DOE Waste Inventory

Question: Please provide a table listing the quantity and status of the various classes of nuclear waste at each site.

Answer: The Department manages three classes of nuclear waste at its sites: high-level waste (HLW), transuranic waste, and lowlevel waste.

High-level waste 18 stored in underground tanks at Hanford and Savannah River pending retrieval, immobilization in borosilicate

glass, and ultimate disposal in a geologic repository. The Defense Waste Processing Facility, for the immobilization of HLW, is now under construction and is scheduled to operate in FY 1990. A facility to immobilize waste at Hanford is expected to operate in FY 1996. At Idaho, newly generated HLW is temporarily stored in underground tanks. The HLW is then routinely converted to a dry granular solid called "calcine," which is stored in underground bins. This material will be eventually prepared for disposal in a geologic repository in early 2000.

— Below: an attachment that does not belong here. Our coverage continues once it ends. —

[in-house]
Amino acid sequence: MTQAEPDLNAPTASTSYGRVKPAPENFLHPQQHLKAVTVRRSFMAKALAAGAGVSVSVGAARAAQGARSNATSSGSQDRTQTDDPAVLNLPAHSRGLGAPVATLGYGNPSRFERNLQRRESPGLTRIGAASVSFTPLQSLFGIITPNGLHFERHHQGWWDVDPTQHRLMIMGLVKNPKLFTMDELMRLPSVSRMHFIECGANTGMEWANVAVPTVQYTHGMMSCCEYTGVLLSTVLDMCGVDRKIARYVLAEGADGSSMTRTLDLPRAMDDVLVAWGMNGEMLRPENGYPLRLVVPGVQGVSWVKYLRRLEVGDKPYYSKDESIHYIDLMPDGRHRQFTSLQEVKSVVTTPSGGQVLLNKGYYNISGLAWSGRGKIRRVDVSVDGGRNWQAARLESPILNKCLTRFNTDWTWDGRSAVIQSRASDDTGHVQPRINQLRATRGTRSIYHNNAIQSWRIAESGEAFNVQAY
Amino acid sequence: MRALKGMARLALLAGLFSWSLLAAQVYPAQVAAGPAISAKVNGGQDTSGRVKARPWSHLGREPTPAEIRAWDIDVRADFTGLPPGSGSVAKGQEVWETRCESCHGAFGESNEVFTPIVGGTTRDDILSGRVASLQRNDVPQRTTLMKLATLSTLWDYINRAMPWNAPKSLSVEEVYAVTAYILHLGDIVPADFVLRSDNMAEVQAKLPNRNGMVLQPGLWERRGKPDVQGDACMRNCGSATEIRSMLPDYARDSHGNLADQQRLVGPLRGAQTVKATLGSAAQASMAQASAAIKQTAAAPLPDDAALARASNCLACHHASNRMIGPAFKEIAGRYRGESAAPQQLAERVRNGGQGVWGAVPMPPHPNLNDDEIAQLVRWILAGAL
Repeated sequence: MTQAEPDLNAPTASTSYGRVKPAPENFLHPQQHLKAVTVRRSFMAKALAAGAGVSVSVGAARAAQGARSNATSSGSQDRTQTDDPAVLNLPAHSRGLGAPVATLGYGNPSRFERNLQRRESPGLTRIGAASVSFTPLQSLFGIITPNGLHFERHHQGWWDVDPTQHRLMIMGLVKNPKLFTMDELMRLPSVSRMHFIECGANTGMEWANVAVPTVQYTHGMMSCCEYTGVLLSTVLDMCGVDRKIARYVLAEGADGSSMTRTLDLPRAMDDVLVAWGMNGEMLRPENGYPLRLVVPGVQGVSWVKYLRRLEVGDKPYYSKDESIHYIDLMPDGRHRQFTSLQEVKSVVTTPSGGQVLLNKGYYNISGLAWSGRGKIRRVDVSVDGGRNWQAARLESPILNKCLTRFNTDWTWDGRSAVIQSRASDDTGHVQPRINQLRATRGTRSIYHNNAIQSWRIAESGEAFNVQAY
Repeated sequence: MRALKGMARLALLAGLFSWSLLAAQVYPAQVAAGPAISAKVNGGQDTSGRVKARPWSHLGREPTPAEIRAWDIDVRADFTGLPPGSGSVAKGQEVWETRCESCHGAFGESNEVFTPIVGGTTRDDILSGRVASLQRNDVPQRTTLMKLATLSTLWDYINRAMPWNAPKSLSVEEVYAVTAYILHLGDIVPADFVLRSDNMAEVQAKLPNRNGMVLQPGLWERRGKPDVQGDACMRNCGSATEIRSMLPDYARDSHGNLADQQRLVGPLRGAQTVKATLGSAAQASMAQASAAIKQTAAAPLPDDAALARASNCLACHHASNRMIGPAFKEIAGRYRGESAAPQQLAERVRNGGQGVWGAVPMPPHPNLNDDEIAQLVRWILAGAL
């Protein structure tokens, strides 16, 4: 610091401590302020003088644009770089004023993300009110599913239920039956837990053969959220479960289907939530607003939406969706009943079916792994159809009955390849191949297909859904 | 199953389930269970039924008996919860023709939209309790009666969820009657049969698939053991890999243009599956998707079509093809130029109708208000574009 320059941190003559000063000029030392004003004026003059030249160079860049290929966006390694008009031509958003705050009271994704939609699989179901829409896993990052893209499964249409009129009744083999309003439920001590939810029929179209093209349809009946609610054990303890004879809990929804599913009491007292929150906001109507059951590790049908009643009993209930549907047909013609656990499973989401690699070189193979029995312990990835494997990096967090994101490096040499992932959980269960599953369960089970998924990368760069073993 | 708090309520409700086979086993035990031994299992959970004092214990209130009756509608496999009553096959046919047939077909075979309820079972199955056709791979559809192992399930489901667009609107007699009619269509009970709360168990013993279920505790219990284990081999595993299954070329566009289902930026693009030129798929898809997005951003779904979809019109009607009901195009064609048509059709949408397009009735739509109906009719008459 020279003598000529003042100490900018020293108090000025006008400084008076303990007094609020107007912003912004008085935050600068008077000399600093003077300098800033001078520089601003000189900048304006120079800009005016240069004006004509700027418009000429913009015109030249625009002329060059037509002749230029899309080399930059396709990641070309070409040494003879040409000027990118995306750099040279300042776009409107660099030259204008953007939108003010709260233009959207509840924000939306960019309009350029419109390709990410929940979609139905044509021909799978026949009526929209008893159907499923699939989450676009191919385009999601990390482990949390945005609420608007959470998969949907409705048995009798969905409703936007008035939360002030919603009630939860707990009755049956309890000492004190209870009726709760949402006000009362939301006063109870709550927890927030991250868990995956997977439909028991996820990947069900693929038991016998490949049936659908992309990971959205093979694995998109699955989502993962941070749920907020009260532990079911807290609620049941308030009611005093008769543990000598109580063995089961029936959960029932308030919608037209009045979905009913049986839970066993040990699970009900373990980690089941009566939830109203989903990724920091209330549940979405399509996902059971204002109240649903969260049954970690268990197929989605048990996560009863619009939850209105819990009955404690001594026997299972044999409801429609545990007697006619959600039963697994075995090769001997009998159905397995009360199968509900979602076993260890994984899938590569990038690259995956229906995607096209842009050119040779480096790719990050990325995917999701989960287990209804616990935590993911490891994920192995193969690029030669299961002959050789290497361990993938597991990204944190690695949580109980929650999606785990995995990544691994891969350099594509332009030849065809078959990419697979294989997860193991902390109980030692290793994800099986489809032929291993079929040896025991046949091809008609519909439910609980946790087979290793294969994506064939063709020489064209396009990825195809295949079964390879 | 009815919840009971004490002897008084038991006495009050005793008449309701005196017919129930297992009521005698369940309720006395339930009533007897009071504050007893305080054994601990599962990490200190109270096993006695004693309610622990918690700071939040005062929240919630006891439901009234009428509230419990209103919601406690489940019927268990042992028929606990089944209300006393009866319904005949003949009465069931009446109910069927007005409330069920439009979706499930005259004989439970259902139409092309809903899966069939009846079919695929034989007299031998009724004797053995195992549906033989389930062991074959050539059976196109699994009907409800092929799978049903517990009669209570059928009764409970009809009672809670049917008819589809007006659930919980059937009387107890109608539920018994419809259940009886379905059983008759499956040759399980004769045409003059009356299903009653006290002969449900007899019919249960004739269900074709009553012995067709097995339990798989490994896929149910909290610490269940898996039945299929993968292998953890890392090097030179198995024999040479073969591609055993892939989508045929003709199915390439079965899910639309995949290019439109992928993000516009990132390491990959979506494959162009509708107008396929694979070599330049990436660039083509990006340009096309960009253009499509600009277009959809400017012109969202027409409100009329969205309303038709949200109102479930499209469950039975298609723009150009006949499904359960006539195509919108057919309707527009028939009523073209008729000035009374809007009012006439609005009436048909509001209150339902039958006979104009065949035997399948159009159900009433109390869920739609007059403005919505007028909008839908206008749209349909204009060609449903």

Since 1970, transuranic waste (TRU) has been stored pending retrieval, processing if necessary, certification, transportation to, and emplacement in the Waste Isolation Pilot Plant (WIPP). In 1985, the Department began to certify TRU, as it was generated, to meet the waste acceptance criteria of the WIPP. This waste is stored separately from previously generated TRU. Prior to 1970, TRU was disposed of as low-level waste (LLW). This waste is monitored, and remedial actions will be taken if needed.

LLW is disposed of in near-surface trenches using shallow land burial, or in deeper trenches or holes using greater confinement disposal. In some cases, the disposal facilities are lined or otherwise engineered to assure isolation from the environment. The method of disposal depends on the characteristics of the waste.